• The Shortest Day

    In last week's podcast Lesley mentioned a Facebook friend who has decided to come off social media because of a bad cancer diagnosis. It prompted some discussion about the number of Yessers who would love to record their support for independence while they're still able. So Lesley recorded this conversation with Andi Holmes and his partner Sue Livingstone a few days ago - edited by Chris Smith. They hope it delivers a strong, upbeat message about Scotland's future on this cold Shortest Day 

  • Those by-election blues

    The Liberal Democrats pulled off a stunning victory in the North Shropshire by-election taking a constituency which had been true blue Tory for 200 years. We look at the result, the events that led to the contest, what it says about the changing political climate in England, and the future, if any, for the Johnson premiership.
    This latest disaster for Johnson came hard on the heels of a back bench rebellion over new Covid measures where he depended on Labour votes to secure a majority. We examine not just these splits in Tory ranks, and potential leadership challengers, but what the Starmer's Labour is doing to position itself as a potential government.
    Meanwhile in Holyrood the Scottish government has once again been forced to go cap in hand to Westminster to plead for support to mitigate the impact of the restrictions to combat the spread of the Omicron variant. Once again throwing into sharp relief the burning need for independence.
    And while we  are lining up for booster jags, variants, like Omicron, are spawning across the developing world. Is nobody safe until everyone is safe and is vaccine justice not just the moral thing but the smart thing to implement?
    All of this plus much more in the final podcast episode of 2021

  • Polls Apart

    We begin with the ongoing controversy over the Cambo oilfield and the accusation in certain quarters that Nicola Sturgeon is a latter day Margaret Thatcher overseeing the destruction of an industry and communities in the NE of Scotland. Can the Scottish government do more to enable a just transition within its limited powers or is it hamstrung by the conduct and policies of Westminster?
    Shocking claims have been made by a civil service whistleblower over, what he claims, was a failure at all levels of the UK government to meet its obligations to evacuate Afghans linked to Britain during the Taliban takeover.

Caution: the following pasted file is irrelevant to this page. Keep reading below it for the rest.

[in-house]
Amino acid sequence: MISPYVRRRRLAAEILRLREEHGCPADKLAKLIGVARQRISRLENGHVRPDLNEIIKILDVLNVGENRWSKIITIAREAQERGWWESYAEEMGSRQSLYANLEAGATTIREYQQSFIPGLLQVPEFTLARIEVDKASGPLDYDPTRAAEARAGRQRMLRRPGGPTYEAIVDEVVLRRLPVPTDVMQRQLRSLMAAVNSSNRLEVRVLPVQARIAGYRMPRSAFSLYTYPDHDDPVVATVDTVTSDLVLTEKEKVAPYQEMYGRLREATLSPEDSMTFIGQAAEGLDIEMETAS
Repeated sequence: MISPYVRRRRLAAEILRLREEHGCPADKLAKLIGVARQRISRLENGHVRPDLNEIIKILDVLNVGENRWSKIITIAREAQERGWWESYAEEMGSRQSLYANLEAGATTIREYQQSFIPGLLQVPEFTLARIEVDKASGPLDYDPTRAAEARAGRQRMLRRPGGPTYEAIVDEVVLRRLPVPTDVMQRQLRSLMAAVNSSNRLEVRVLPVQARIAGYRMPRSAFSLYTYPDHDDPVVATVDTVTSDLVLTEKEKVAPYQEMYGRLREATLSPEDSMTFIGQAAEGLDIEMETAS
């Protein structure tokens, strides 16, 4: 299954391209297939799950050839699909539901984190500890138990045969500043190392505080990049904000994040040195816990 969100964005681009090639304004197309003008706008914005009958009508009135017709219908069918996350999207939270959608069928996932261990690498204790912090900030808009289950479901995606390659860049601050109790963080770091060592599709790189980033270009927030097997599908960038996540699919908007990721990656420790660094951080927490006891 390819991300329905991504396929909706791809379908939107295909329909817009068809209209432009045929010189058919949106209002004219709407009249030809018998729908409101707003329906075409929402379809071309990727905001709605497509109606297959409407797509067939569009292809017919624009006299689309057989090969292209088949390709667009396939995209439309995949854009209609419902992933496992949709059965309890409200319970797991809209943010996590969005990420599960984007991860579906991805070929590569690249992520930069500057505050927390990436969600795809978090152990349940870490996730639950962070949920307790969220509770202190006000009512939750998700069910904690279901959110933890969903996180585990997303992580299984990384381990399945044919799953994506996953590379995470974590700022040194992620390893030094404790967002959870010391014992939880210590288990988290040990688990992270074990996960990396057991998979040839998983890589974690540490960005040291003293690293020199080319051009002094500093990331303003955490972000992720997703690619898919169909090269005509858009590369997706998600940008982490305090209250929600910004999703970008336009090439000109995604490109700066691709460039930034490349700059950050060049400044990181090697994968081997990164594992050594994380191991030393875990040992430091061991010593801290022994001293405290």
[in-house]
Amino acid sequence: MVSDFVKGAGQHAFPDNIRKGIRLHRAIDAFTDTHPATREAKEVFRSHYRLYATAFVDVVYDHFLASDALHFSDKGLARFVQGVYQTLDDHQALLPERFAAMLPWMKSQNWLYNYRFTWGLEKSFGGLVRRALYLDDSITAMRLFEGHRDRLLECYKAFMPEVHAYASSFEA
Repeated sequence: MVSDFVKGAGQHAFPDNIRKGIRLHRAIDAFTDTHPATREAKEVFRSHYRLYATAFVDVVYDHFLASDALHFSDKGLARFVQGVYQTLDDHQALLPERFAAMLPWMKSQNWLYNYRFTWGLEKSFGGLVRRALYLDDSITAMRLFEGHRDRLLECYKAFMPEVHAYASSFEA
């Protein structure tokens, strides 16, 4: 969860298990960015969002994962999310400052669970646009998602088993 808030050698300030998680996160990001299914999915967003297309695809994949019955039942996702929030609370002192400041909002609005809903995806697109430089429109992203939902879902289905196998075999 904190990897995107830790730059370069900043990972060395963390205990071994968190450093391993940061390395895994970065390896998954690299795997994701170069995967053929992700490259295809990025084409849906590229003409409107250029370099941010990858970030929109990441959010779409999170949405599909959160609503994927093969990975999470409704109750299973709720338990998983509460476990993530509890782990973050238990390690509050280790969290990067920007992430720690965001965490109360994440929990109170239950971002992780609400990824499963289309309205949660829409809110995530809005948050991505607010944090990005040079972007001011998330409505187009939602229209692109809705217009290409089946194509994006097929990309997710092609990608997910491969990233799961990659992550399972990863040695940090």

Is this symptomatic of a governing party mired in corruption, incompetence ,and malice on a massive scale?
    Dominic Raab was at the centre of these claims and was also the latest government minister rolled out, this time on the Marr Show, to try and spin the way out of the Covid law breaking parties alleged to have taken place during London lockdown last Christmas.
    Will these revelations cut through to the voting public down south?
    And in the week where a poll showed support for Scottish independence at 55%, and dissatisfaction with Boris Johnson among Scottish voters at 80% the Tories still held Old Bexley and Sidcup in a by election. However the voter turnout was risible at just over 33%. A symptom of voter disillusionment or the a result of the first past the post voting system?

    All this plus our thoughts on the power of music with the release of the Peter Jackson Beatles documentary, Get Back.
    And if you want to contribute to Michael Yellowlees fundraiser visit

  • Resolutions and reshuffles

    It doesn't seem two minutes since the last one but it was the 87th SNP Annual Conference, once again in its online version, last week.It saw two significant motions passed on the setting up of a Scottish Reserve Bank and a Scottish Civil Service. Dr Tim Rideout spearheaded both of these and he spoke to us about their importance and chances of becoming SNP policy. Plus we got an insight into the internal workings of the party ,from his perspective, in terms of the chances of conference resolutions becoming party policy and the role of the Policy Development Committee.
    We also look at what was contained in Nicola Sturgeon's keynote speech.

    The media focused on the row over who knew what and when about Keir Starmer's Labour Shadow ministerial reshuffle. However there seems to be a definite split over both the creation of a National Energy Company and a move away from fossil fuel reliance when the change in portfolio for Ed Milliband at a UK level, and the resignation of Monica Lennon from her Holyrood post, are taken into account.

     It's St Andrew's Day,so we shamelessly plug "The Coach's" charity to restore the birthplace of our national flag,the saltire.
    To find out more you can visit the website . You can also follow them on Twitter @saltirescotland.
    As usual there's also a whole lot more including Pat's, mercifully cut short by Lesley, trip down Catholic holidays of obligation rabbit hole.

  • Making Plans